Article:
Alcohol Prices

There's a proposal to increase the price of alcohol to prohibitively expensive levels to curb antisocial drinking in Aboriginal communities (and presumably in towns too). To this I have two comments:

  • the price would have to be increased for everyone, and I can't imagine your average bloke in Alice Springs paying $10-$15 for a can of beer.
  • It would severely increase problems for the non-drinking members of the family. For someone who wants to drink and is already quite happy to steal from granny to do so, $10 or $50 for a bottle of port is not going to make much difference. It is, however, going to have on effect on the people who get humbugged for the money.

The relevant analogy is gambling – would someone seriously propose that a solution to problem gamblers is to raise the stakes by 500%?


3 responses to “Alcohol Prices

  1. Your analogy to gambling and ‘rais(ing) the stakes by 500%’ is unclear to me. Also, it does seem unlikely that this will work if implemented quickly (it’s inviting the development of a black market of alcohol smuggled from elsewhere in Australia), but smaller price increases at the margin might have a positive effect. In the case of cigarette consumption, those already addicted are less responsive to price changes than those yet to be addicted; you have to take that dynamic effect into account also. That is, gradual price increases might work better; plus, there’s a ceiling on how large a price differential with other markets can be implemented.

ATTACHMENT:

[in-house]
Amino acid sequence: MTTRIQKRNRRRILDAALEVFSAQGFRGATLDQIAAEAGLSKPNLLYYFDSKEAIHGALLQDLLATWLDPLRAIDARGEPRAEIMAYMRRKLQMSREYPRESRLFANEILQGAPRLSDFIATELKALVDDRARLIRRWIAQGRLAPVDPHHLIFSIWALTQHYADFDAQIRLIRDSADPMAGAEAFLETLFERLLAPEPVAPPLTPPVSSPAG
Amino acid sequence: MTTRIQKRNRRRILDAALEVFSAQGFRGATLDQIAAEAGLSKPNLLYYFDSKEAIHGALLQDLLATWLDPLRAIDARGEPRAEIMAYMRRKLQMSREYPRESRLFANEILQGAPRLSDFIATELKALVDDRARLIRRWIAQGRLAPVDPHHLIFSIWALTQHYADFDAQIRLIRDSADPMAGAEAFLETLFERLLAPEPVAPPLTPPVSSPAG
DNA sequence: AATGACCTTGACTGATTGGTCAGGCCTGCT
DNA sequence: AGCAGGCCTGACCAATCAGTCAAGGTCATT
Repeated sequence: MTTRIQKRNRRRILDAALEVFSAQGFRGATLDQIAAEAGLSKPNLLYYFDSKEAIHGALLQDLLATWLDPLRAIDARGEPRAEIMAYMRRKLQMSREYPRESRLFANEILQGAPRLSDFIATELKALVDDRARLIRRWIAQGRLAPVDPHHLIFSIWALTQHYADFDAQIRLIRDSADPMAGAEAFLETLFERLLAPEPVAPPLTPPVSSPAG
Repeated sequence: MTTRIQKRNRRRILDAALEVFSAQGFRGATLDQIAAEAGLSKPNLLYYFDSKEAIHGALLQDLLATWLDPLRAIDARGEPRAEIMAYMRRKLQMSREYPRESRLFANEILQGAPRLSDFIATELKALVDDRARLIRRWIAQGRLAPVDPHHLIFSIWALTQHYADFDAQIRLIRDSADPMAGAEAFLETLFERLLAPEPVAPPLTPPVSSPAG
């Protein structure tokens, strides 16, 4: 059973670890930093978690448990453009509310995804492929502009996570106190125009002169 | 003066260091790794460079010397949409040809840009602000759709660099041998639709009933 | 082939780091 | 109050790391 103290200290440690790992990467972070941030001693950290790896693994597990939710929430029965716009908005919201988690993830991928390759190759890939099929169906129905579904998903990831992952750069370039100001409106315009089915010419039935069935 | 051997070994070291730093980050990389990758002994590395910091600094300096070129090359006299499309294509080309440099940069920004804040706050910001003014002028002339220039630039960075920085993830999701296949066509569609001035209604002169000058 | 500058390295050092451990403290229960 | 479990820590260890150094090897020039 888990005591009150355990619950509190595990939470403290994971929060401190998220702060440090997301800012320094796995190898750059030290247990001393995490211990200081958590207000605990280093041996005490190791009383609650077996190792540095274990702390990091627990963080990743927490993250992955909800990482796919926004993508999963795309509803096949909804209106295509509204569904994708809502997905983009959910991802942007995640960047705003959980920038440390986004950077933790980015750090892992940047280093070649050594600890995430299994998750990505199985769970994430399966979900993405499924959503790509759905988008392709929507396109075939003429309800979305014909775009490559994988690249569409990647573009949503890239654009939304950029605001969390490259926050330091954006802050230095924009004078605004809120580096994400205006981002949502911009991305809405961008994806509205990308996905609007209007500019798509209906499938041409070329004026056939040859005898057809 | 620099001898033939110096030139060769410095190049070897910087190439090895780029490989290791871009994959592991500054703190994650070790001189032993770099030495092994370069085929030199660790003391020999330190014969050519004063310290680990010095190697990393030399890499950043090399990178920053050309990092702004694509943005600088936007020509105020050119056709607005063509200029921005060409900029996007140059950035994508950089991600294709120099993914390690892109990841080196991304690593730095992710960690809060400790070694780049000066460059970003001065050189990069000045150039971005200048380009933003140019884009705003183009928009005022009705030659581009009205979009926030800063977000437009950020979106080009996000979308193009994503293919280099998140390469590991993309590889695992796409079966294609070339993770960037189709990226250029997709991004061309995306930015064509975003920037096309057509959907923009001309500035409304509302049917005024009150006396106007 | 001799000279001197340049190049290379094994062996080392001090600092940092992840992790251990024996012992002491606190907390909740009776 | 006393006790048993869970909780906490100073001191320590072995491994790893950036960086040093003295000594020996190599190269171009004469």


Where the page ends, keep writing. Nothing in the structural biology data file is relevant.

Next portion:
2. We have similar problems here in Alaska, especially the rural areas. Many villages have opted to go ‘dry’, but it doesn’t work all that well. People just smuggle booze in from Anchorage or Fairbanks, passing it around the village with black market prices. A recent article in the Anchorage Daily News said a $15 bottle of whiskey (memory’s hazy, but you get the point) goes for upwards of $150 in some villages because people get desperate. Some are looking to go ‘wet’ again, not because they want drinking, but because they don’t want people spending the family’s food budget to afford the alcohol. Tough decisions.

  3. how much does alcohol cost in alaska? im doing a project

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